Bass: There is a little above average level of sub-bass extension with the FIBAE 1, a little surprising with just a single BA powering the FIBAE 1 but at the same time, it sounds natural in terms of reach and intensity. The subsequent rumble and decay happening with the drums in Way Down Deep is done in a rather quick manner, bass guitars in Lithium similarly sound good with a crunchy bite to each string and reverb, giving a feeling of energy to the sub-bass region. Lose Yourself to Dance sounded particularly good with its impact that's with an average weight, there is ample pressure to feel each hit in a blunt force kind of way. A sample of the sensitivity and subtlety of the FIBAE 1 is Hunter by Bjork, the gentle tapping sound you'll hear in the intro is felt, but not in a way that would be considered boosted or emphasized, the addition of a low tone that has a resonating bass vibration is similarly realistically reproduced and doesn't sound over the top. Overall, the FIBAE 1 is mostly neutral in the bass area with a slight bump in the 50-70Hz section (where the thump is generated), and quite responsive to the source player's signature and is capable of providing an enjoyable bass experience.

Mids: The mids on the FIBAE 1 are just gorgeous! In the lower mids, naturally placed vocals and instruments come clear and sound engaging, Czeslaw Niemen's Mourner's Rhapsody is an eclectic mix of special effects, bells, drums, organ, flute, bass guitars, violin with a mix of tenor, baritone and bass singers in a church like symphony come together into a musical experience, an auditory treat. The upper mids are a little bit forward giving female vocals a bit more presence and some intimacy than male vocals but both display a level of clarity and detail that is entertaining, Sia's Cheap Thrills in the later part of the song will playfully sound with dual voices in varying intensity over the main chorus line showing good separation and articulation. Overall, Instruments sound good and accurate, crisp and emphatic when needed, Jeremy Soule's Dragonborn sounds rousing with bass and baritones mixing with the chorus of sounds, female vocals chanting, various wind, pipe, stringed, percussion instruments playing and going into a coherent and melodious song. Suffice to say, even Devin Townsend's Pandemic is able to resolve the details and separate the instruments and voices through the wall of near absolute sound this song presents, uncluttered, natural and ultimately enjoyable.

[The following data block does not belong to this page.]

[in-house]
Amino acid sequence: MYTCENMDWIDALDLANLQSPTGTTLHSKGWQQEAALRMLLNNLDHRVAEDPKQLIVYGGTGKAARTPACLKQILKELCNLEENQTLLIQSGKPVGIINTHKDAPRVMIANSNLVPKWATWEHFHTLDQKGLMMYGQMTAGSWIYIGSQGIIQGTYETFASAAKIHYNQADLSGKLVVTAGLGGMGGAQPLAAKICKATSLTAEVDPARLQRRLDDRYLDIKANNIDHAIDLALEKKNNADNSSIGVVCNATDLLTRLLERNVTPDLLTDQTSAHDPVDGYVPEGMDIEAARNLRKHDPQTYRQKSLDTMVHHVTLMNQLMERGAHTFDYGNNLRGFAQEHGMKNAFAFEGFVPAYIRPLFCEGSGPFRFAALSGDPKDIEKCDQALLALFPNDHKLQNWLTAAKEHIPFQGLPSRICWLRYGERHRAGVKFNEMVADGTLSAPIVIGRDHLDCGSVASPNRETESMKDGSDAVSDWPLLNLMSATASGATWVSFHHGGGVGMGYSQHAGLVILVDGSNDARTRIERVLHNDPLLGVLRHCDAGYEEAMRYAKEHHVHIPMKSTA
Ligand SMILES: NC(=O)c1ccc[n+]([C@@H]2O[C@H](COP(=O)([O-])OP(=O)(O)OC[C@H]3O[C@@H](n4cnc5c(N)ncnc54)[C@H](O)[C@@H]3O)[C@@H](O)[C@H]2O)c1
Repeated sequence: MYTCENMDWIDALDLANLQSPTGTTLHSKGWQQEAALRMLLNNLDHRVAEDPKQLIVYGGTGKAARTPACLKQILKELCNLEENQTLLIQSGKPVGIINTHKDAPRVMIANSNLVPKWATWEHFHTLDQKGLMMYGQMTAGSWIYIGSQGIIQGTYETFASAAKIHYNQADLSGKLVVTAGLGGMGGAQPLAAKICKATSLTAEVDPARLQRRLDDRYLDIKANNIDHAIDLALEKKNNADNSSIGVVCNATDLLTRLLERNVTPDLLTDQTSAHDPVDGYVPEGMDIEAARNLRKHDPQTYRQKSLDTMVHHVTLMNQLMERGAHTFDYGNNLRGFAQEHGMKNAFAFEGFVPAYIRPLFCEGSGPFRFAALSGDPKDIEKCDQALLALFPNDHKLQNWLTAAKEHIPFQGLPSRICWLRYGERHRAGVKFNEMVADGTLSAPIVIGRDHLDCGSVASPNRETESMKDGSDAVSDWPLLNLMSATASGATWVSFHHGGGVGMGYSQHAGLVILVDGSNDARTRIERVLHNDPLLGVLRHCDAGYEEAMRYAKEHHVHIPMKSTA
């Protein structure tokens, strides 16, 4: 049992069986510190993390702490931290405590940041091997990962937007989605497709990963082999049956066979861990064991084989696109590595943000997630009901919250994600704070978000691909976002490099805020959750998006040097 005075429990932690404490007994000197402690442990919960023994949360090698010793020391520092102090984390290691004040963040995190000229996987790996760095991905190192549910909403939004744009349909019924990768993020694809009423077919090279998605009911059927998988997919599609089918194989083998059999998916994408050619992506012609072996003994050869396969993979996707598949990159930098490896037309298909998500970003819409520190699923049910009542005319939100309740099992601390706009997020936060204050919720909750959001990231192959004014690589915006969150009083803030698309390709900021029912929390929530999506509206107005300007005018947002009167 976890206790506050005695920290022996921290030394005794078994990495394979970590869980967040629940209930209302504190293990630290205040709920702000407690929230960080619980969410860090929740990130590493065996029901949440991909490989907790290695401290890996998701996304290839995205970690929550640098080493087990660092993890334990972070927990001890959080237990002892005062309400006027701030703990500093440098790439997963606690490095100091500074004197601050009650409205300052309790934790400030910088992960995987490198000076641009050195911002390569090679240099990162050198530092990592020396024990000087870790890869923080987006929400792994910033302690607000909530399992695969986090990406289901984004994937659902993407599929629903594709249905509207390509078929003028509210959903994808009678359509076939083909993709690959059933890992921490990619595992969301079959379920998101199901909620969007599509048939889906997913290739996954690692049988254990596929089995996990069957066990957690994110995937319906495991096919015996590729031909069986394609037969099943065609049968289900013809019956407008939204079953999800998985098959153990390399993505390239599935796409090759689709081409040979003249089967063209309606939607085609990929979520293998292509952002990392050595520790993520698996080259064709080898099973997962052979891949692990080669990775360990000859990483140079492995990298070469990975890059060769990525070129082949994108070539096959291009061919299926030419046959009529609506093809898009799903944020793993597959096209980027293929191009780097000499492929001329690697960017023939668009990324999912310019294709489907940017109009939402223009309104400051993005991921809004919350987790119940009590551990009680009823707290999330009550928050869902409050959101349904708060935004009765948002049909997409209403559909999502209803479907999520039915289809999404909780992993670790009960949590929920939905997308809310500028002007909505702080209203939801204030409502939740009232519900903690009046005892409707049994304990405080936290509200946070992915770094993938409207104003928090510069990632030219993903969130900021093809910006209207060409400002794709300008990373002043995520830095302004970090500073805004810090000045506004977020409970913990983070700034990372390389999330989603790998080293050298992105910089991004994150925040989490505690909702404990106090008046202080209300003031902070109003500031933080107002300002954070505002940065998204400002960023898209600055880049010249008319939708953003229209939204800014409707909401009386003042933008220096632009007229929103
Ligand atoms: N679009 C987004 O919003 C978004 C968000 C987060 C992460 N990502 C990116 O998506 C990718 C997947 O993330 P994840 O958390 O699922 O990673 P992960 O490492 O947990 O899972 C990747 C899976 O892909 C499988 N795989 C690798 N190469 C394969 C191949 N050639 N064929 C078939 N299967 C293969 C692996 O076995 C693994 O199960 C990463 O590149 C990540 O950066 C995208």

Treble: The treble on the FIBAE 1 is almost as good as the mids and bass, extension is a bit above average and tonally is on the neutral side, giving a natural sound to the music that reach these frequencies. There is a crispness that accompanies the air in the FIBAE 1 gives a bit of sparkle when called for. Harmonics like acoustic guitar strings from Silent Lucidity, saxophones from You've Got to Have Freedom, cymbal crashes from Hit The Lights and certain tones all sound well controlled and never rolled off, but at the same time they are neither harsh nor any sound found sibilant. Treble sensitive people will enjoy this as it is categorically not bright but does provide a close representation of the music one will listen to.

Soundstage: There is a little above average horizontal stage with the FIBAE 1 and an average degree of vertical front/back space, this gives instruments a good level of sound expansion that doesn't sound congested or compressed. The space isn't ultra or even super wide, but it's more than enough to leave nearly anyone satisfied with the layers, separation and accuracy in the placement of sounds and instruments.

Conclusion: The Custom Art FIBAE 1 is a singular balanced armature sensation, quite neutral enough for hearing what the artist intended you to hear or basically how your dap/source portrays it. Spacious and competent, its tone is accurate enough and beautiful in its rendition that it sounds musical and not clinically antiseptic. The bass is responsive and can thump when needed, mids are alive with detail and clarity, the treble is nice and crisp yet controlled against harshness and sibilance. But as the name of the IEM indicates, the Flat Impedance Balanced Armature Earphone is a central technology and it just works, on the R6, frequency shifting is non existent and the natural sound of the dap comes out to greet you. This is the kind of IEM that can be used for both monitoring and enjoying music and is usable nearly everywhere on anything, that is the kind of IEM that is going to be hard to find elsewhere at the price of asking.

On a note regarding the FIBAE 1's low sensitivity, it's worth noting that some amps with quite strong output power can induce a mild hiss when no music is playing, but it is neither loud nor annoying. Of course using an iFi iEMatch fixes the issue if one feels it's needed.

Pros: Near neutral signature, great mids, Flat Impedance tech, musical, quite usable for mixing and monitoring, great build quality, good fit, good accessory selection.

Cons: Not for people who want boom boom bass

Sound testing was done using a Sony WM1a (Primarily), a Hiby R6, Zishan Z1(for comparison), Audirect Beam (for computer convenience) and a phone (for checking driveability) volume matched to 90.X db of max volume for safe hearing below 8 hours of use and calibrated using a 1kh tone on a dedicated DB Meter, all sources patched through a switcher. More information will be available on the About Me page (once I find the time to write it up.)

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  1. Great review of Custom Art FIBAE 1. First of all thanks for sharing everything in details. It's very helpful. Ear impression of custom art FIBAE is brilliant I like it very much.